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Malnutrition: Treatment too Cost, Focus Should be on Prevention – Kaduna Commissioner

By Uangbaoje Alex, Kaduna

Kaduna State Commissioner of Health, Dr. Amina Muhammad, said treating malnutrition consumes huge amount of money and as such, there is need for focus to shift to prevention rather than treatment.

The Commissioner, noted that the amount of money required to treat malnourished children and women in the state is enough to fund development in several sectors, adding that interventions for prevention are low cost which every household can afford.

Dr. Amina, said this when the State Committee on Food and Nutrition, led by the Director, Development Aid Coordination, of Planning and Budget Commission, Salihu Lawal, paid him an advocacy visit on Wednesday.

According to her, “the nutrition specific interventions are only about one third, so the health sector contribution to nutrition is less than all the contributions of other sectors and if you look at the way health interventions are, they are mostly around dealing with problems of nutrition.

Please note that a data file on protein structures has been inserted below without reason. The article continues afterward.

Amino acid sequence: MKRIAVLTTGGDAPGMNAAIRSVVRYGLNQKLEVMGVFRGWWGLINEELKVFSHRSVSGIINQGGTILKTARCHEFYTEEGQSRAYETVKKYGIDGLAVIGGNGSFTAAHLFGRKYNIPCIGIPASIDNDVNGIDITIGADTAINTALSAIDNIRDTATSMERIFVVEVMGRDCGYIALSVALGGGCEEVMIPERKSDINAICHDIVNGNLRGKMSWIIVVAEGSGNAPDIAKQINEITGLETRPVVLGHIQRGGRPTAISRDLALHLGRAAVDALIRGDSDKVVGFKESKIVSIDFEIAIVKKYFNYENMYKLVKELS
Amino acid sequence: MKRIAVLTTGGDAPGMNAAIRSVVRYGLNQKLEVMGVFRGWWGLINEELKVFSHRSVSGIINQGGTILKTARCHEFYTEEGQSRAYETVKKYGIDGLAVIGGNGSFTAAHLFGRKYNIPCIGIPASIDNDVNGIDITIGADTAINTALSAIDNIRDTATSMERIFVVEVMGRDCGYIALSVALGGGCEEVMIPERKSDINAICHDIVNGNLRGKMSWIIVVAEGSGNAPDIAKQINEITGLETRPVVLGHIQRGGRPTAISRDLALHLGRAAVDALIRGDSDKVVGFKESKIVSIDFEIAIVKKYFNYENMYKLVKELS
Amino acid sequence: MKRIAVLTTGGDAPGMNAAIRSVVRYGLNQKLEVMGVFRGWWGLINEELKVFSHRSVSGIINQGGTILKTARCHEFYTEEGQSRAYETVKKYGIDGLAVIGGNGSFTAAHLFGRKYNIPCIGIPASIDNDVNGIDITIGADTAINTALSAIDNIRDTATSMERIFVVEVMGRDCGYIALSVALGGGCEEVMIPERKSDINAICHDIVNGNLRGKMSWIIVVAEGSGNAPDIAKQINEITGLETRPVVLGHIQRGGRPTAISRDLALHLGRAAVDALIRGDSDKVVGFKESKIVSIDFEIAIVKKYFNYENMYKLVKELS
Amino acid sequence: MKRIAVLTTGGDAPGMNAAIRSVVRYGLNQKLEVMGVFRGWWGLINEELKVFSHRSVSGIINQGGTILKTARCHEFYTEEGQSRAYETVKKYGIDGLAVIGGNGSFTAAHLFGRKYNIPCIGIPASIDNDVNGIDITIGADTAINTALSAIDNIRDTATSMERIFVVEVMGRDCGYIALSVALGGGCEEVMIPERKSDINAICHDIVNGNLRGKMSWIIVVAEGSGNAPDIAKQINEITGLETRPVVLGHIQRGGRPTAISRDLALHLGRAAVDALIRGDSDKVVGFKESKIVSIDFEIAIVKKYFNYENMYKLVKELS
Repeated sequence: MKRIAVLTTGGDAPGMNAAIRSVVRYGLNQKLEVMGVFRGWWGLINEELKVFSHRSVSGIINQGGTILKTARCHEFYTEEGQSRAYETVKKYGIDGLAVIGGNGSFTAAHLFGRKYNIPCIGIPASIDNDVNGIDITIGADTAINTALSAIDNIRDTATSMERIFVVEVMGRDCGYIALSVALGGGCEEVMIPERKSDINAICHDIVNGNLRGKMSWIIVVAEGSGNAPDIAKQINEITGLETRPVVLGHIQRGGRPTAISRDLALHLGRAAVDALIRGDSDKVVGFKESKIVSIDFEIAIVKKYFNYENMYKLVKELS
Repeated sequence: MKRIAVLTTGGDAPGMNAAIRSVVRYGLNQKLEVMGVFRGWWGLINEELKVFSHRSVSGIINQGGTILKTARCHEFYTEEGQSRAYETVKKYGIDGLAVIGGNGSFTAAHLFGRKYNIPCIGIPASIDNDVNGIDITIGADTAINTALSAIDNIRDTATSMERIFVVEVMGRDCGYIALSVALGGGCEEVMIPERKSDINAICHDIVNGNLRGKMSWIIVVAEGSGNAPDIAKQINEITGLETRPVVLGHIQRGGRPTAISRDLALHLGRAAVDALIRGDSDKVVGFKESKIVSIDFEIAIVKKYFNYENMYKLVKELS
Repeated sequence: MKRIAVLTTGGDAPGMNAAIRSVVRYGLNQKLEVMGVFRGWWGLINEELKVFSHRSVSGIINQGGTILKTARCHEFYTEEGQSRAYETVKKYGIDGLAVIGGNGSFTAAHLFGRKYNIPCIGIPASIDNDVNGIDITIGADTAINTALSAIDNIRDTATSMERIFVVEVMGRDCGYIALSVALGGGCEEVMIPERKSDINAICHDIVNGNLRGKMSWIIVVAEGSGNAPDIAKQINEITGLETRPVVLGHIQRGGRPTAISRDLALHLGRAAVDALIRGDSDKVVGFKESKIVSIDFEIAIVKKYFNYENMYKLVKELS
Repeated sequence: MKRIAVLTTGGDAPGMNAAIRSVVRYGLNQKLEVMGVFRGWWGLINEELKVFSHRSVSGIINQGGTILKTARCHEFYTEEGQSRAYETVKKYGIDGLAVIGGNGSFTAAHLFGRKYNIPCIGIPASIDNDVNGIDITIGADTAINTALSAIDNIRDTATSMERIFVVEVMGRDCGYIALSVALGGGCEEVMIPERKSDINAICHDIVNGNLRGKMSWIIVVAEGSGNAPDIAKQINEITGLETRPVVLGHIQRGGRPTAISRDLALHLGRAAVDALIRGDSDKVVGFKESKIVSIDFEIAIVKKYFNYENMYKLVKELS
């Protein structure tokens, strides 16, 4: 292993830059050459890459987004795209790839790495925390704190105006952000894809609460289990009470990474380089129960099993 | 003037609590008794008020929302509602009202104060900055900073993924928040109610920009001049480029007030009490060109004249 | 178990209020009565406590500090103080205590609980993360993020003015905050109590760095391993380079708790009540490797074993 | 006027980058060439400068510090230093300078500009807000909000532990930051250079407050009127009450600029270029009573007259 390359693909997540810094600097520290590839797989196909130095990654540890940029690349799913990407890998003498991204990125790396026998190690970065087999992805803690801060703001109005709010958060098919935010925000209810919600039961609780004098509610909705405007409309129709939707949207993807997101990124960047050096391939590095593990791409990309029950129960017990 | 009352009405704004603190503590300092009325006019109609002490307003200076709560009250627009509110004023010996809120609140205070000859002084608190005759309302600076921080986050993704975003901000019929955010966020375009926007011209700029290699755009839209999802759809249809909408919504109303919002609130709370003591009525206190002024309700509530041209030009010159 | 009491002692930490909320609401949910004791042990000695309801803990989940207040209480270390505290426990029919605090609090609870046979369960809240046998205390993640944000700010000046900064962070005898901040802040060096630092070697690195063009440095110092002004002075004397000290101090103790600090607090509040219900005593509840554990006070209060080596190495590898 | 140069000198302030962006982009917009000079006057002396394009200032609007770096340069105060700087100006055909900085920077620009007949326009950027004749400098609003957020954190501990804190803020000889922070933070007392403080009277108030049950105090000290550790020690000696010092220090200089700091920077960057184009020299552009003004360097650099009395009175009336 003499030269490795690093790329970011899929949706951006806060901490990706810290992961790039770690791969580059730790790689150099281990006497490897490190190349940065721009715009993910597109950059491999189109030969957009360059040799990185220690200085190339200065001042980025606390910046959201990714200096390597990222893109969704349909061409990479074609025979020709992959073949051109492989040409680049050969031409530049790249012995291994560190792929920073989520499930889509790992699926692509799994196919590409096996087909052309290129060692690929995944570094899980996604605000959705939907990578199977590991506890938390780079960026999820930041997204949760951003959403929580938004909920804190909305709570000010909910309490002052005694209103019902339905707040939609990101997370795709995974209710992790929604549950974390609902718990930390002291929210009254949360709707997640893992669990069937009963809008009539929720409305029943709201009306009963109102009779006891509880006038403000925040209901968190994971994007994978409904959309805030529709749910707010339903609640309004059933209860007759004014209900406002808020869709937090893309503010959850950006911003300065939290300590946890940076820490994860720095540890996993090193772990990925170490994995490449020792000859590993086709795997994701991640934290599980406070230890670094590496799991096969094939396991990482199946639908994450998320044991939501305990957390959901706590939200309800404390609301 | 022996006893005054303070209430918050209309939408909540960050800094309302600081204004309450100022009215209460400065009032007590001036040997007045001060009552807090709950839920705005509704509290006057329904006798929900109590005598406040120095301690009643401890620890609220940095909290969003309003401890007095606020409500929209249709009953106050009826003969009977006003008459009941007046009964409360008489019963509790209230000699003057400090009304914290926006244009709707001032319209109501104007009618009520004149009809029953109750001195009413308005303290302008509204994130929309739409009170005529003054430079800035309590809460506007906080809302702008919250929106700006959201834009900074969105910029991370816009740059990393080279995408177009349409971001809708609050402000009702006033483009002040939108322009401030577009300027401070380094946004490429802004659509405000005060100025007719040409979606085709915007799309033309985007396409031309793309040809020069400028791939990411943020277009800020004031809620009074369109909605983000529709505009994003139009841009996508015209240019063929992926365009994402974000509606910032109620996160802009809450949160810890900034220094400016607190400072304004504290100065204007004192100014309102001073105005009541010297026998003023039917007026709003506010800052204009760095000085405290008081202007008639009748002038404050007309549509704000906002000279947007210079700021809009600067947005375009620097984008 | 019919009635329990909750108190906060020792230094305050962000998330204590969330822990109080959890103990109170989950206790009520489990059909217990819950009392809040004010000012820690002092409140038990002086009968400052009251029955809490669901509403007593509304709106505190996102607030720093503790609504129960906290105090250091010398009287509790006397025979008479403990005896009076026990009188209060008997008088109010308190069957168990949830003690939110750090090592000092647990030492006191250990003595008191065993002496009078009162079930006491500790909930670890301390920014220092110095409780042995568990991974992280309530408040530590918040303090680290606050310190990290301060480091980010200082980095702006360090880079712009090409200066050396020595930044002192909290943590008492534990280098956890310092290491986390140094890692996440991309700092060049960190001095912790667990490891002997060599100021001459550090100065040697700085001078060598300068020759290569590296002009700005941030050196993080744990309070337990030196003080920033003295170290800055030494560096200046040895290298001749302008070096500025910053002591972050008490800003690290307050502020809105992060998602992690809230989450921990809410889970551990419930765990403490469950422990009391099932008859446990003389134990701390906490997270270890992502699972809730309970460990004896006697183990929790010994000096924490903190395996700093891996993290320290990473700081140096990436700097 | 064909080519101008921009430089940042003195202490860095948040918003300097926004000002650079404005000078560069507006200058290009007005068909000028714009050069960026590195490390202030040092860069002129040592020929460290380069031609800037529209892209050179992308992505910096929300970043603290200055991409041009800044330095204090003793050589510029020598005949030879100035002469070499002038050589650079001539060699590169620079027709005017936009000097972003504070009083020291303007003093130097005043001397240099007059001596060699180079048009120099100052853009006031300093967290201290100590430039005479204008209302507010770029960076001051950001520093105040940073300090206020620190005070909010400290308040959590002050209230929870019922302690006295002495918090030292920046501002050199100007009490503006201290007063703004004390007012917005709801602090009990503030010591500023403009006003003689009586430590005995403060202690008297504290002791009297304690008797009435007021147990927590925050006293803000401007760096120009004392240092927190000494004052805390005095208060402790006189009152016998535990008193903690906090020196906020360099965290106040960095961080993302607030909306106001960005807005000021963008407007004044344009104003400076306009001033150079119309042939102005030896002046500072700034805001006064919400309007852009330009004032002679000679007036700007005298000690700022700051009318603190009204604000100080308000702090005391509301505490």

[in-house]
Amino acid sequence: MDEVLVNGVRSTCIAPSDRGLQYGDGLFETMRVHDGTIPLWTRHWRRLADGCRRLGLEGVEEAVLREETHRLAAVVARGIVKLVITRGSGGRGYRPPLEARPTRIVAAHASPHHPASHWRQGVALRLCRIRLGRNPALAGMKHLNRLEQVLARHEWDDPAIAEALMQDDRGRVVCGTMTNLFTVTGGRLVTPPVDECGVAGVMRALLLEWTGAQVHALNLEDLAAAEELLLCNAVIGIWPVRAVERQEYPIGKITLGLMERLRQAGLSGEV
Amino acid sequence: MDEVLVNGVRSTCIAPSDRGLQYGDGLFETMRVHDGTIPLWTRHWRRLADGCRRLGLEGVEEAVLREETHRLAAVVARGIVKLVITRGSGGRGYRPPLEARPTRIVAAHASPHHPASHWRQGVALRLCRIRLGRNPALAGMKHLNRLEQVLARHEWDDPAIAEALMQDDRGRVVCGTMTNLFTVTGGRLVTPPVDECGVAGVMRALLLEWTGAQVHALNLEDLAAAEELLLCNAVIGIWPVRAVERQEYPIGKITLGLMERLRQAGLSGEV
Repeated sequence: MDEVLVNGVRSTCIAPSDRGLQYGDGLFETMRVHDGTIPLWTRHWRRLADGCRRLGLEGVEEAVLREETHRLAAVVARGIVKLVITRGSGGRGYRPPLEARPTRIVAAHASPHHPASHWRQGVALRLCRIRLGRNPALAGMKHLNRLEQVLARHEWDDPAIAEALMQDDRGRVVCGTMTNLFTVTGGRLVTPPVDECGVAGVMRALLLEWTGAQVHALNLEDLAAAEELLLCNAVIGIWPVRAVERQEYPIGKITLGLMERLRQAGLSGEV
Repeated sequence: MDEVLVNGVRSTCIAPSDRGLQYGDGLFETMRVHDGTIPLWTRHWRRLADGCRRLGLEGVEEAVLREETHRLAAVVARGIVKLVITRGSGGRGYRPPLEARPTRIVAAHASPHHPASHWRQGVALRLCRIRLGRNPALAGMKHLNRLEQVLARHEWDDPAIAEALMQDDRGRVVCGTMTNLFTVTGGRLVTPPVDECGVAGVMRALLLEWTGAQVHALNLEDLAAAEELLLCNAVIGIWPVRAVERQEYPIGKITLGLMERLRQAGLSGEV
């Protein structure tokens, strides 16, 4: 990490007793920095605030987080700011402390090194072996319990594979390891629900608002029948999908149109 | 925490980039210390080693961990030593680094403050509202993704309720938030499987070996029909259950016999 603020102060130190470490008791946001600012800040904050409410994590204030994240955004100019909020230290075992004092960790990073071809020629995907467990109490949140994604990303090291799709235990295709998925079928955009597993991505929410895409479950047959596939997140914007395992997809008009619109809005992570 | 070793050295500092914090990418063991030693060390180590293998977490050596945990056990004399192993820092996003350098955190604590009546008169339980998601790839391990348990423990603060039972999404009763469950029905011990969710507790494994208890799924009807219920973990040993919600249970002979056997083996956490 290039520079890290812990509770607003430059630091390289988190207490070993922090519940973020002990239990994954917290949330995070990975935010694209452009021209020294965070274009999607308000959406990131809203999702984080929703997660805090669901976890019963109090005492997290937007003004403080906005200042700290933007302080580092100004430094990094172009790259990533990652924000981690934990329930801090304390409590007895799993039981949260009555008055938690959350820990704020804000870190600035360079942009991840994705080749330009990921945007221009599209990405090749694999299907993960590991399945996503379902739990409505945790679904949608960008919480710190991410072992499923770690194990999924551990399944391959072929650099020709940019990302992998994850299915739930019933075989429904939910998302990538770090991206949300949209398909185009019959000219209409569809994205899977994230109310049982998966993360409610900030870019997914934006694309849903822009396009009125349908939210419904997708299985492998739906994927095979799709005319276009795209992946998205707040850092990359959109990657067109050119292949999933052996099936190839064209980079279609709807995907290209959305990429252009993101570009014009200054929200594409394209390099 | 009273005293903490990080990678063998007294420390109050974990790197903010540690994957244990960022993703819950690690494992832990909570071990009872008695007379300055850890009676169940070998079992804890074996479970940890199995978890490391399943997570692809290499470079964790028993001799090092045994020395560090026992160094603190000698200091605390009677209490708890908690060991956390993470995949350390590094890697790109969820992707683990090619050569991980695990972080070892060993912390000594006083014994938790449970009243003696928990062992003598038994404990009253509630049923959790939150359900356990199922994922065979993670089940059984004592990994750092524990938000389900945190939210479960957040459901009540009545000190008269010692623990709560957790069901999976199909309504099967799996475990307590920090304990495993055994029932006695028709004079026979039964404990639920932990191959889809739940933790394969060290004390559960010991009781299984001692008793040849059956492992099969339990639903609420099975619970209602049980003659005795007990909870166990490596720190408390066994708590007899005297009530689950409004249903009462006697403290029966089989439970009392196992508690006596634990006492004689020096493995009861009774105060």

“Of cause we have preventive part, Infant and Young Child Feeding Program, Micro Deficiency Program and things like that. But mostly, we get to see problems of nutrition after they have occurred, so it’s more important that we prevent it.

“Budgeting for nutrition is a huge amount of money, we all know it is not a realistic ask, if you look at total budget on health, it is not up to it. So we can’t spend all of it on nutrition, it means that we have to work hard on prevention, awareness creation, making sure that people use what they have to combat this complications.

“The interventions are low cost, it is only when we start having complications we now have to spend a lots of money, so I will in turn advocate back to you that we should be more focused on preventions than on treatment, it is too expensive.

“On treatment, I think we should also look at the use of local foods and the promotion of local foods. We have been focusing on acute malnutrition, we have over 50% of children under 5 of age stunted, that is a more serious problem because you have 2000 day; the first two years to act on children’s brains and if in the first 2000 days the child is deprived of adequate nutrition they grow up to be suboptimal adults, their productivity is reduced, their brain power is reduced, their learning is reduced, so it is important that we focus on the prevention part.”

The Committee, had earlier requested the ministry to prioritize interventions of nutrition and speedily process for funds releases for nutrition activities and also designate a trained nutritionist as nutrition desk officer in the ministry.

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